METH abuse is an increasing health problem worldwide. According to the available data from national surveys between the years of 2002 and 2004, more than 16 million Americans over the age of 12 have used METH . METH is a derivative of amphetamine with increased CNS activities and effects. METH can be abused by different routes such as inhalation, ingestion, or intravenous injection, with acute effects that can last for up to 24 h [24,25]. It is well known that METH can stimulate the release of monoamines such as dopamine and norepinephrine to produce euphoria and to increase alertness and libido [26-28]. METH abusers frequently use alcohol and have a higher risk of reaching alcohol intoxication level . The prevalence of alcohol use disorder was found 75% higher among amphetamine dependent patients . For example, a study reported that more than 60% of METH users in New York City reported abusing METH in combination with alcohol . Recent study conducted on regular METH users showed that alcohol drinking increased the chances of METH use in same day by more than 4 folds . Despite this evidence of high prevalence of METH and alcohol co-abuse, very few studies have investigated the effects of their co-abuse. A summary of possible effects of concurrent exposure to alcohol and METH is presented in Table 1.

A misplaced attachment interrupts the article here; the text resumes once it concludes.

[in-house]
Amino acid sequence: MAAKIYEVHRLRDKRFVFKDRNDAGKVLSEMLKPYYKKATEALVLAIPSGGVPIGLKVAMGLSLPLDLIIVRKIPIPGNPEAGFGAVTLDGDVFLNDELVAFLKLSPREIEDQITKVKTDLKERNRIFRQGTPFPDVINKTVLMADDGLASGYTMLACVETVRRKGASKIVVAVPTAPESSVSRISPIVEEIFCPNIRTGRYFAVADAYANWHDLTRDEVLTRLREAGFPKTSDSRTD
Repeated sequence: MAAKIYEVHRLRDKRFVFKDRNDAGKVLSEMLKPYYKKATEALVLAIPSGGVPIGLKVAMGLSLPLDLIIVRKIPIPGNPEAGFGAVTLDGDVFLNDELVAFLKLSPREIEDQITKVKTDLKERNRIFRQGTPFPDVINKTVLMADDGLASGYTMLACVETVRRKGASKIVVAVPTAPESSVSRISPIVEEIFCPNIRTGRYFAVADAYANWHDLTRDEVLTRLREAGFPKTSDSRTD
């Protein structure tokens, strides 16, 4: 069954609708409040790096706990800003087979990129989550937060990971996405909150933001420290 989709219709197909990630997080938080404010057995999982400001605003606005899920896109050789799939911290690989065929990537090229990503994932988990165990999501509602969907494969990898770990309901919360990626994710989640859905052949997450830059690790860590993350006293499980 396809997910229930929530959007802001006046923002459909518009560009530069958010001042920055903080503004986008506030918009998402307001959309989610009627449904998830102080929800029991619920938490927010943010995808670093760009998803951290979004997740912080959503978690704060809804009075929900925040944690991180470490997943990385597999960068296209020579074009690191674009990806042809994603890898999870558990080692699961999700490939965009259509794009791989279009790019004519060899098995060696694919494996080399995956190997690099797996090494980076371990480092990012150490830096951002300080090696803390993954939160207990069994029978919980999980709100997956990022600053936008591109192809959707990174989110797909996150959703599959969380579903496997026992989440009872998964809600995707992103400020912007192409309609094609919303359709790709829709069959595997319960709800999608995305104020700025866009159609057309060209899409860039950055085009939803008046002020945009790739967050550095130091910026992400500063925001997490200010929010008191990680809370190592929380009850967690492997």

|Drug of Abuse
||Effects of interactions
||Alcohol decreased p-hydroxylated metabolites of METH in the urine of METH abusers 
|Alcohol increased the levels of METH and its active metabolite, amphetamine, in rats and rabbits [34,35]
|Performance and sleep
||Lower detrimental effects on performance and sleep compared to each drug alone 
||Increased euphoria in alcohol and methamphetamine co-abuse
||Increased myocardial oxygen consumption and cardiac rate
||Damage to striatal region of the brain 
||Combination caused more impairment of antioxidant enzymes in rats hippocampus and oxidative stress than either drug alone 
||Alcohol decreased metabolism of cocaine . Alcohol decreased benzoylecgonine renal excretion, and increased in cocaine andcocaethylene blood concentrations .
|Cardiovascular and endocrine systems
||Exposure to cocaine and alcohol increased heart rate, systolic blood pressure, cortisol, and prolactin levels [64,69]